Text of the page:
Brian just linked to a great description of how blogging can affect reading and writing in the classroom. The blog he linked to is one I hadn't come across in my travels, so I'm dutifully subscribing. Some good thinking about this stuff in Konrad's blog.

What hit me in this post was the simple and clear demonstration of the power of an online community of practice to support the "real" physical face-to-face community. In Konrad's case, it changed his perception of "reading" his student's work - it became a participatory experience - more of a conversation or dialog than a fire-and-forget writing exercise. That, through blogging (or more appropriately, through participation in a dynamic community of practice), his evaluation of students shifted to become somewhat more holistic. Less brute-force "marking" of writing, to more of a comprehensive assessment of competence.

That's when it occurred to me that I have stopped "marking" or "correcting" and started reading. I do not mean that my students are no longer evaluated, that they no longer receive grades. They do. But my approach has changed dramatically. It's taken over a year but I have become a teacher-blogger and I am recording this change because it is crucial to my thesis and my professional development.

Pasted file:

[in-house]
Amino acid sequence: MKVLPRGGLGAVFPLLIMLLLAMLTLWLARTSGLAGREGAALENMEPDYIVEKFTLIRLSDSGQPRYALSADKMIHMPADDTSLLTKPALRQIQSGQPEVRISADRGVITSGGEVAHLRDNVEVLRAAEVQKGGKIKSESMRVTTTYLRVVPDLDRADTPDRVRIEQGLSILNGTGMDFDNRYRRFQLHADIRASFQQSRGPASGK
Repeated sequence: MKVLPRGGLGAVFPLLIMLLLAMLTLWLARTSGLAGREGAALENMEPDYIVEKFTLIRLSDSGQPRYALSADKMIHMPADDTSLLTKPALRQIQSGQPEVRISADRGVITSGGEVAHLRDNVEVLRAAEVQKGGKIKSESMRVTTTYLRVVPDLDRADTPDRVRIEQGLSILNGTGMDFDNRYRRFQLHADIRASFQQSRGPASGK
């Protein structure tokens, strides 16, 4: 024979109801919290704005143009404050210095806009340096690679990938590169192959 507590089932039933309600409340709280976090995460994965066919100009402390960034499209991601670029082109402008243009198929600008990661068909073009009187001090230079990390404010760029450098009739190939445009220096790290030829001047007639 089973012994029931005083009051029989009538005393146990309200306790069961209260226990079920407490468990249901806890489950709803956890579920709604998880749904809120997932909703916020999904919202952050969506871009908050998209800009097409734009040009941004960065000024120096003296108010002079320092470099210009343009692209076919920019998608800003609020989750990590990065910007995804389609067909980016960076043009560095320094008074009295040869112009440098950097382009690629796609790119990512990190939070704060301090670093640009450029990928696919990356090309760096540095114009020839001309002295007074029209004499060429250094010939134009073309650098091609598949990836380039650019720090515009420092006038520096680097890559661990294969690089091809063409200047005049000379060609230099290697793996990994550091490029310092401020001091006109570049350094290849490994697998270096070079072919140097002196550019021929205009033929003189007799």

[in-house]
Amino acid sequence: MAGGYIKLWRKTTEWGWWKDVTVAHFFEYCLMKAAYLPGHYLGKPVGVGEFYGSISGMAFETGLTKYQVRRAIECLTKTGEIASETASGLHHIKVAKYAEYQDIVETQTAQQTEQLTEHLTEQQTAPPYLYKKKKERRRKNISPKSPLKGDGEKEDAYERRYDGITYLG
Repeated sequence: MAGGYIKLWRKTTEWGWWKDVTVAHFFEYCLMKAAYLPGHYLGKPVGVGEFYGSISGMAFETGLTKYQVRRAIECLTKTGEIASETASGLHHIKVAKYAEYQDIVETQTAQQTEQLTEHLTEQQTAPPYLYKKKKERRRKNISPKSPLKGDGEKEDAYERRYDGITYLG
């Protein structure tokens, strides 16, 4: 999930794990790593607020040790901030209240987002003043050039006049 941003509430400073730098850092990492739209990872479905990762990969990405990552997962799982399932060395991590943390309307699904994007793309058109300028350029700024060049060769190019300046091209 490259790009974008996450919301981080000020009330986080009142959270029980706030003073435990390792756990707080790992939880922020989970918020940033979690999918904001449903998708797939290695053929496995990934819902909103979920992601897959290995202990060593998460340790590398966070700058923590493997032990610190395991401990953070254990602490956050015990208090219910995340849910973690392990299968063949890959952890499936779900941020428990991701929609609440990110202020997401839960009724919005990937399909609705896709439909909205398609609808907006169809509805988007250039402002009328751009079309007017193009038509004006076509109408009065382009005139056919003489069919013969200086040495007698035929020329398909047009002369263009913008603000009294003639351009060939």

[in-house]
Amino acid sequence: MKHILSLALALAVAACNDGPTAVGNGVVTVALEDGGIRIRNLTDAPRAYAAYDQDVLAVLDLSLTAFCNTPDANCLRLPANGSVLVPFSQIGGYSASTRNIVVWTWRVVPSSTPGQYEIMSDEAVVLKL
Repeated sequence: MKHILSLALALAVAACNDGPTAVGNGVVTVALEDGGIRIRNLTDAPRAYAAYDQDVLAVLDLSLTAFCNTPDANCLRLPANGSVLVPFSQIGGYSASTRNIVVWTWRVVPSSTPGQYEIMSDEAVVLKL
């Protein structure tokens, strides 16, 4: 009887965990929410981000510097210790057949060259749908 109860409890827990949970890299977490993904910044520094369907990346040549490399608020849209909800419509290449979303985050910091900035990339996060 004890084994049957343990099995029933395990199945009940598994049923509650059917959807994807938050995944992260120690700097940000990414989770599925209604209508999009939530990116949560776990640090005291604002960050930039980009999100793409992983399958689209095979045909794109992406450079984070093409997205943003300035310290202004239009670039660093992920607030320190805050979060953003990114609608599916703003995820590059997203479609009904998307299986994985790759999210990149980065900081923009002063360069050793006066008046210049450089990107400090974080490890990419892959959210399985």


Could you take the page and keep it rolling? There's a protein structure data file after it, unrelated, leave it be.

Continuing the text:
I have become a teacher who reads, who looks forward to reading, who comments on student entries and can't wait to see the responses, who can't wait to see where the conversation takes us. I have become a teacher who sees my students as writers, as people with voices who can contribute to and initiate insightful conversations.

That is such a powerful shift, and shows some of the real benefits that this blogging stuff can provide if applied appropriately.

I'm looking forward to reading through Konrad's blog, and his stuff on connectivism, etc...